Newspaper article Pittsburgh Post-Gazette (Pittsburgh, PA)

Committees Consider Bills to Split Ties in Oil, Gas Regulations

Newspaper article Pittsburgh Post-Gazette (Pittsburgh, PA)

Committees Consider Bills to Split Ties in Oil, Gas Regulations

Article excerpt

Two legislative committees are set to consider bills Wednesday that would split apart the state's oil and gas regulations, a move meant to save the traditional drilling industry from having to comply with stricter environmental standards designed with shale gas operations in mind.

Identical bills introduced in the House and Senate would require the state's environmental rulemaking board to differentiate between the conventional and unconventional drilling industries in all regulations that apply to oil and gas wells.

The bills declare the conventional industry environmentally benign, even as Department of Environmental Protection records show traditional oil and gas producers regularly fall short of the current rules and laws.

The bills come after months of intense lobbying by the conventional oil and gas industry, which argues that new rules and stronger enforcement are to blame for the decline in the number of shallow wells drilled each year. They say further proposed regulations would make the conventional industry's small businesses a casualty of efforts to police large operations run by powerful unconventional drilling companies extracting gas from the Marcellus and Utica shales.

A new trade group, the Pennsylvania Grade Crude Oil Coalition, was formed last summer to promote shallow oil and gas production in the face of "burdensome regulations being proposed and implemented by the DEP," according to its mission statement.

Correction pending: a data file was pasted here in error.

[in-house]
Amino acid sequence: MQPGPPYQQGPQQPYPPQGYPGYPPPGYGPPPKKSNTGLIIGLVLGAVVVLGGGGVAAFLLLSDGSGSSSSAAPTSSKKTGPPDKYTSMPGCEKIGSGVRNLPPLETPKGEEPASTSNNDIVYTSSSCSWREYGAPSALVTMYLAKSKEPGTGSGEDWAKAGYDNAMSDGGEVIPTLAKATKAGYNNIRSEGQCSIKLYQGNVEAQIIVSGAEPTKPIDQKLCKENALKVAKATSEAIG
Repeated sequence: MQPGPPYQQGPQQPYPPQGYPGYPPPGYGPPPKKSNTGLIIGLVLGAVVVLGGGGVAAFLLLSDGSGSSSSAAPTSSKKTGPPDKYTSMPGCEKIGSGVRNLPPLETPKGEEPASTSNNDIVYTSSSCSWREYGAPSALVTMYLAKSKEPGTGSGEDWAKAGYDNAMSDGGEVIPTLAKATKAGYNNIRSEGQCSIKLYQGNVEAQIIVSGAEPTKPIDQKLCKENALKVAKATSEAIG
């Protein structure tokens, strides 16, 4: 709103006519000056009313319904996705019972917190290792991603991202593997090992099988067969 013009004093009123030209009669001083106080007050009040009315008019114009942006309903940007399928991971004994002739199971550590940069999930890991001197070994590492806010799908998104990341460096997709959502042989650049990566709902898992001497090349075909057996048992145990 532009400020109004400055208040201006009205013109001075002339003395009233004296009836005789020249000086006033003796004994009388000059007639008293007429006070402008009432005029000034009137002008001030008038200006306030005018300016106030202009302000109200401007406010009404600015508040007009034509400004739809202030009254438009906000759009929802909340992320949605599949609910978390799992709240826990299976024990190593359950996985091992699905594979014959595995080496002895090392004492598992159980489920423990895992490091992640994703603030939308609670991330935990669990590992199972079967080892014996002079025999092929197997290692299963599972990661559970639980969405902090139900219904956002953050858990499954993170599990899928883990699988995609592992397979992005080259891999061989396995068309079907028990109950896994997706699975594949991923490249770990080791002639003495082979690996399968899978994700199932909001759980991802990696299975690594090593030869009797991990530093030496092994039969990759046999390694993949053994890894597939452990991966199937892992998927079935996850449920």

An older organization, the Pennsylvania Independent Petroleum Producers Association, retained a lobbyist and a communications firm last year whose monthly bills now amount to 81 percent of the association's expenses, according to the association's? March newsletter.

The two trade groups have publicly touted the conventional industry's? historical and ongoing economic significance in a brochure and video distributed to legislators while privately pressuring the Corbett administration to rein in environmental regulators.

In an email to the governor's? policy director, energy executive and DEP secretary in February, the crude oil coalition's? lobbyist Robert Taylor questioned whether the administration "want[s] this small business industry to continue and to grow in the commonwealth." He said draft legislation to split the drilling regulations was crafted because DEP's? actions and proposals "seriously exceeded" the legislative intent of the state's? 2012 drilling law, known as Act 13.

"Please understand, we are NOT moving forward with any legislative agenda prior to talking with you and determining the Administration's? final position on the matter," he wrote.

"The Secretary has been VERY willing to talk and work with PGCC, and we deeply appreciate that effort. His Deputy and others at the agency appear to have other agendas in some cases, and we seek understanding whether those approaches are endorsed by the Governor."

The crude oil coalition has said DEP underestimated by as much as $1.5 billion the costs that the conventional industry will bear to comply with a major proposed revision of the oil and gas regulations, a calculation that DEP officials say is wildly inflated.

DEP production statistics that put the number of producing conventional wells at about 90,000 based on companies' 2011 data is "certainly understated," because the production reports can only be submitted by operators electronically, the coalition said. "There is a significant constituency of legacy well owners who choose not to own a computer or be connected to the Internet."

Both bills under consideration on Wednesday, House Bill 2350 and Senate Bill 1378, begin by declaring the General Assembly's? finding that the "conventional oil and gas industry has had a benign impact on human health and the environment in this Commonwealth" since the 1984 Oil and Gas Act became law.

The bills' sponsors, Rep. …

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